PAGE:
Lexington County, SC (Paul Kirby) – Lexington County survived a real Sunday Night Smack-Down as strong storms that had been building west of us all afternoon broke loose with abandon after dark, wreaking havoc right down the center of the county. For the most part, the path of its fury ran just to the southeast of I-20 doing its worst in the Round Hill and Red Bank communities before picking up and moving east.
The storm telegraphed its first punch early. The National Weather Service (NWS) was watching the storms closely as they moved east from Georgia. Around 4:00 p.m., they had already placed the West Columbia area under a tornado watch as the sky turned gray then black. Shortly after, heavy rain began moving into the western portion of the county. The next indication of things to come was a tornado warning after the NWS radar caught rotation to our west in the Newberry and Greenwood Counties areas. They placed northwest Lexington County under a tornado warning. This warning included Lake Murray’s banks and communities like Gilbert and Lexington. Shortly thereafter, another storm with rotation was spotted on radar west of Batesburg-Leesville and more warnings for Lexington County were issued between 6:30 and 7:00 p.m. Afterward, the warnings weren’t necessary as the activities of our first responders were an excellent indicator of exactly where the storm was travelling.
Calls began to come in to the Lexington County Communications Center (LCCC) minutes before 7:00 regarding power lines down near Two Notch and Brodie Roads just east of Batesburg-Leesville. A caller reported a possible funnel cloud in the area and the warnings from the NWS and the calls for emergency services began coming in a flurry. The fire service’s battalion chief over the region held his resources for the most part. An experienced commander, he was not being drawn into the fight prematurely. It was a good thing he did, because the first calls were just a light jab. The real brawl began when Red Bank was tornado warned and then quickly took one on the chin. After that, it really became a street fight!
Damage reports began to come in fast and furiously when high winds ripped into the convenience stores near Glassmaster Road and South Lake Drive. By the time the storm had reached this point, a large swatch of the area behind it had trees and power lines down across roads, and hundreds of homes in the dark. Utility crews began to flood the rear trying to get their systems back on-line and road crews started trying to clear some roads. As the real force of the storm fell west of, and directly on Red Bank, the fire commander unleashed his counter attack in full force moving resources into storm mode and personally taking over the response of units. The LCCC dispatched most of the calls to him and he moved the closest trucks to cover. After that, it was a slugfest with the storm doing its worst while firefighters, EMS personnel, and law enforcement rushed around to assess and mitigate damages where they could.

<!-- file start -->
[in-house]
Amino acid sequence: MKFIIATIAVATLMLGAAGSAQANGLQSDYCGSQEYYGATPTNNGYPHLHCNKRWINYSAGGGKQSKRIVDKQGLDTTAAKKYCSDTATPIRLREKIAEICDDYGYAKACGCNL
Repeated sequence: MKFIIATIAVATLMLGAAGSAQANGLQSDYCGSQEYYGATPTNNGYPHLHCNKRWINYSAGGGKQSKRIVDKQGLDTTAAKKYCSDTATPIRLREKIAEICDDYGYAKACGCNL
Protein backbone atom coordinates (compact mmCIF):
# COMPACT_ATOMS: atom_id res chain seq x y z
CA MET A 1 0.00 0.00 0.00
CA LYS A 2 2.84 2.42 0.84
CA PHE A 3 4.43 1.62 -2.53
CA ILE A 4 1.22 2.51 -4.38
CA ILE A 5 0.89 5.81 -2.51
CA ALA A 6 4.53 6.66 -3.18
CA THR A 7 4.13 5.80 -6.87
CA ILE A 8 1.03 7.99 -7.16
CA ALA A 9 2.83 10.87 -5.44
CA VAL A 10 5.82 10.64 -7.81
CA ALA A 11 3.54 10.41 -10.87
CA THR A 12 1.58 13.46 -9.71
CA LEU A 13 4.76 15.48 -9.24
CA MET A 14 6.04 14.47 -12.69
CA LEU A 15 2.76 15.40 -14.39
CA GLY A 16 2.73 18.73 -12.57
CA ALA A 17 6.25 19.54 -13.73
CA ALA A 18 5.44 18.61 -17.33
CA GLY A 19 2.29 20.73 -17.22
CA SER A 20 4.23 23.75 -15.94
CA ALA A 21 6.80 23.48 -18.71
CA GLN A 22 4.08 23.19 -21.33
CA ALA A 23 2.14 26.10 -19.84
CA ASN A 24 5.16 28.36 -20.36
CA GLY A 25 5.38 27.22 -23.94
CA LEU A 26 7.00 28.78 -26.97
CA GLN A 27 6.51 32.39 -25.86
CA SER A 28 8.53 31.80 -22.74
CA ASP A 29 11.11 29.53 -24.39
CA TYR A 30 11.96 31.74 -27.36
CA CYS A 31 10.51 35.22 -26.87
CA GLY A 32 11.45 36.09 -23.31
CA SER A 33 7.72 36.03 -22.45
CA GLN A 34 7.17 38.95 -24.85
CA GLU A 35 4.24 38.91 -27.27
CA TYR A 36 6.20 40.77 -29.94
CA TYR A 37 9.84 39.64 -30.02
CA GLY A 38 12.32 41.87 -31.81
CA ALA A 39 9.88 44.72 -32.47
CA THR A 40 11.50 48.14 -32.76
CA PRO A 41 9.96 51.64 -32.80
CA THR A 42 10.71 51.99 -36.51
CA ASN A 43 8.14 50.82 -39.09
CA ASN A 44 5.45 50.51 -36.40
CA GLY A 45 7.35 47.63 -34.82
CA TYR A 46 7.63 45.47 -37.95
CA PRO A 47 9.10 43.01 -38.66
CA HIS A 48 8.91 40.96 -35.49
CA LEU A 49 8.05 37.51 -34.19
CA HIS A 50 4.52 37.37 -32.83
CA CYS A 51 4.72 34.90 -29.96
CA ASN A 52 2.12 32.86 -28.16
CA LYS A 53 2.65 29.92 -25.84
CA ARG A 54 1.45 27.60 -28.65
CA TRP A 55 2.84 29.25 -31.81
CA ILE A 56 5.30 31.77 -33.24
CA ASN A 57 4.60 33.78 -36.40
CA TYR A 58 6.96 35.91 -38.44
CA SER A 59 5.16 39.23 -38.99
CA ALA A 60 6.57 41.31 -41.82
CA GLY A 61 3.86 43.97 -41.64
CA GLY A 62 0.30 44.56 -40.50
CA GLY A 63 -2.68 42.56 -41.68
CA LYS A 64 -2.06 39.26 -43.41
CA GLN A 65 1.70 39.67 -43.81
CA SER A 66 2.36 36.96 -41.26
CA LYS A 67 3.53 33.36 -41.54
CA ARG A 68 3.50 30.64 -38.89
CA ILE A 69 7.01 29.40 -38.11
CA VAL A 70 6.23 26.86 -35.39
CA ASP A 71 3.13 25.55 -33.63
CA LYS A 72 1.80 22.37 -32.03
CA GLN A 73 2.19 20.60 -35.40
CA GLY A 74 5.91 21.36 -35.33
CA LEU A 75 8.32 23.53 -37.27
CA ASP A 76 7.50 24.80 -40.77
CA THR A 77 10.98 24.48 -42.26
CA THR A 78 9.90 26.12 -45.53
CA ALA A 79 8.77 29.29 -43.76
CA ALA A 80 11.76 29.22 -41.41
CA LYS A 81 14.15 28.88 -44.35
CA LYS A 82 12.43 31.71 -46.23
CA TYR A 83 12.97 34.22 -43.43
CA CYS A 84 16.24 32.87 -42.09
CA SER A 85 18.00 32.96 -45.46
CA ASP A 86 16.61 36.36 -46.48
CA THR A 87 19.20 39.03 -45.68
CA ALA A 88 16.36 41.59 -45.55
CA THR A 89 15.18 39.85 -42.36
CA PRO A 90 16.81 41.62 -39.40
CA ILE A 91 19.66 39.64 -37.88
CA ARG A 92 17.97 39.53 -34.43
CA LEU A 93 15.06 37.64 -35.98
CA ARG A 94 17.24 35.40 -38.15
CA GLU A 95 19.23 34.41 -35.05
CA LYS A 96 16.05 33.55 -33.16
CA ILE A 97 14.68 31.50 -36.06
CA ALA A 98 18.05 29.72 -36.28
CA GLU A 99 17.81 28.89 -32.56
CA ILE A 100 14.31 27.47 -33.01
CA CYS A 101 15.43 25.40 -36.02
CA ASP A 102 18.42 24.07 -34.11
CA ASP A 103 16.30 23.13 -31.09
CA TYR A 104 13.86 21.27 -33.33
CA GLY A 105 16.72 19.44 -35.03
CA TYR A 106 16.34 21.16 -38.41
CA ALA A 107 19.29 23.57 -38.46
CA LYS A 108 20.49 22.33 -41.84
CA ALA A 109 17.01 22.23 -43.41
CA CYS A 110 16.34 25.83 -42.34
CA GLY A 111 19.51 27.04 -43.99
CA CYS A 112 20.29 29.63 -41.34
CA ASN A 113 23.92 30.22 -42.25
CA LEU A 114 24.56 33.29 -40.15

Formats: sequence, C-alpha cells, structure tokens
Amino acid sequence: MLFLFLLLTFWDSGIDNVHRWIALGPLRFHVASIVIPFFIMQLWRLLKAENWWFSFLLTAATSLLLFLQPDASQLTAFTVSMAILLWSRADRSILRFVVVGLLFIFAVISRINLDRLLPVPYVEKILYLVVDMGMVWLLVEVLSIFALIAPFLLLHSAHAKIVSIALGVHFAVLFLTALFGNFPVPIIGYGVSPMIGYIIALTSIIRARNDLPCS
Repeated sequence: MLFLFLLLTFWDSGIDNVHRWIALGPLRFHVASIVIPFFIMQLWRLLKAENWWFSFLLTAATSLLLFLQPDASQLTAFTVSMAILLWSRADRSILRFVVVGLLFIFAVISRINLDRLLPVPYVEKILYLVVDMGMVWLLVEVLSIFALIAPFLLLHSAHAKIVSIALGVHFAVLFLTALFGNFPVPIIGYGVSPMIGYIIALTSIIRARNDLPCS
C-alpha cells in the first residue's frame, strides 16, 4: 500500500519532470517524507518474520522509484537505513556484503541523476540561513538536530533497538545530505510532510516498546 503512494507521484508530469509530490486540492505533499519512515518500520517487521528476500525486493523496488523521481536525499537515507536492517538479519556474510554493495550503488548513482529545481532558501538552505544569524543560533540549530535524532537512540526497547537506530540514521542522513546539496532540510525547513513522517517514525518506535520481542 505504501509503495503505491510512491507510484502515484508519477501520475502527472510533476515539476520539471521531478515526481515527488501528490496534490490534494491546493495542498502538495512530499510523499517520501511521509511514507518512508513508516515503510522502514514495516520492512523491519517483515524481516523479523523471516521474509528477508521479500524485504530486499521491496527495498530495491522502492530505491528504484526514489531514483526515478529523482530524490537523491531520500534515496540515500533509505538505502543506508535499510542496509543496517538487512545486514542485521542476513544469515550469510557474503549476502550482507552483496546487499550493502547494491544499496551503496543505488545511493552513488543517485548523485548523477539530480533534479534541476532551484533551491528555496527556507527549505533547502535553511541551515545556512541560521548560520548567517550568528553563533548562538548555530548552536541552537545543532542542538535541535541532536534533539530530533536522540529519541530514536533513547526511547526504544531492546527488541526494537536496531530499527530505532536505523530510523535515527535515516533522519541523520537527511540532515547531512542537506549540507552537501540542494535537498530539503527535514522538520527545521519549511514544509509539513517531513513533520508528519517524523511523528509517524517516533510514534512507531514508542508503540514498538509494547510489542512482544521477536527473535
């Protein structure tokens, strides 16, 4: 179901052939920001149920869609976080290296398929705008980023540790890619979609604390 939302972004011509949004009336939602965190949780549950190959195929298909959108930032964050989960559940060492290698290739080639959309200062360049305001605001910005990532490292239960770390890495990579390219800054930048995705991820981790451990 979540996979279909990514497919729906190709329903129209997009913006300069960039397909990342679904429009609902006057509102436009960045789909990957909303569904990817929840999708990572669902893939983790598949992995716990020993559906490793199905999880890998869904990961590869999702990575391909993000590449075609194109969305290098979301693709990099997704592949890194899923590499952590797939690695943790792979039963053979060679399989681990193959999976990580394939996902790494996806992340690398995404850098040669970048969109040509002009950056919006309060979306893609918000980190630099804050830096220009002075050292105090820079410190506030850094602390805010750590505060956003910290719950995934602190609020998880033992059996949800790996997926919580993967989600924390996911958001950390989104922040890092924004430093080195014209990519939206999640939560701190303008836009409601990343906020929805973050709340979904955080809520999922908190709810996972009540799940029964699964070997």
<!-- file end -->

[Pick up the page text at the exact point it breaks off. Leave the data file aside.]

Red Bank Baptist Church had several large columns toppled that left the roof structure of the entrance unsupported in several places. Following the adage that lightning never strikes twice in the same place, the fire service’s battalion chief set up a field command post in the parking lot of that church and drew in other agency supervisors to coordinate their response to the calls.
Reports of trees down across roads came in on Community Drive, David Lane, and the Pin Oak Drive, all in Red Bank and east of South Lake Drive. During the height of the storm, trees went through the roofs of several homes making them uninhabitable. Several people who weren’t at home, or weren’t staying home, had car accidents in the area adding to the challenges. There were reports of trees on structures or heavy wind damage to buildings from Pin Oak Drive, A.C. Bouknight Road, Zenker Road, West Wood Drive, Dusty Lane, and others. For every damaged structure call, there were three more reporting power lines or trees down. A stalled tractor trailer truck began backing up I-20 west, and this had a long line of other vehicles sitting in the rain and wind as the rear of the storm rocked them in place. As 8:00 p.m. neared, the incident commander had his entire resources on attack, and it seemed as if the storm decided it had enough. It ran east, hopped over most of Pine Grove, Springdale, and West Columbia before hightailing it out of Lexington County.
As the storm left, damage assessments began, and utility crews worked to restore power to the more than 5,200 homes in Lexington County that were dark. Trees had to be cleared from the roads, and rain both heavy and then light fell throughout the night and into the early morning. Even as late as 3:00 a.m.,firefighters were still running the occasional power line down call as trees that had been damaged by the storm finally gave up and toppled. After 5:00 a.m., crews were still working to clear Muddy Springs Road of one of these.
Deputies, EMS crews, and firefighters must be tired but proud of the response they mounted when faced with a storm such as this. The coordinated actions of these men and women, coupled with the hard work of utility crews and SCDOT and Lexington County Public Works Crews, prevented a great deal more loss and misery as a new week came in behind the beast that tried to tear us down. As daylight approached Monday, Lexington County had some bumps and bruises, but we can certainly say of the storm, “Yeah, but you should have seen the other guy!” To all the crews who worked we should collectively say, well done folks, well done.